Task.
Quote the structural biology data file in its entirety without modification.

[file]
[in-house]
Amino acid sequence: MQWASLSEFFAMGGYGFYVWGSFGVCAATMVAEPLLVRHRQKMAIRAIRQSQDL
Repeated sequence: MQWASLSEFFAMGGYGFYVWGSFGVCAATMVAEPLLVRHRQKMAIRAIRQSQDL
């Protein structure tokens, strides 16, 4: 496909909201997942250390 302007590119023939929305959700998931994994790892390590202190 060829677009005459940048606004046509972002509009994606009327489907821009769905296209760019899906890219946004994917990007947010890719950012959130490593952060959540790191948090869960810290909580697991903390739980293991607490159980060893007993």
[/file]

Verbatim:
[in-house]
Amino acid sequence: MQWASLSEFFAMGGYGFYVWGSFGVCAATMVAEPLLVRHRQKMAIRAIRQSQDL
Repeated sequence: MQWASLSEFFAMGGYGFYVWGSFGVCAATMVAEPLLVRHRQKMAIRAIRQSQDL
């Protein structure tokens, strides 16, 4: 496909909201997942250390 302007590119023939929305959700998931994994790892390590202190 060829677009005459940048606004046509972002509009994606009327489907821009769905296209760019899906890219946004994917990007947010890719950012959130490593952060959540790191948090869960810290909580697991903390739980293991607490159980060893007993």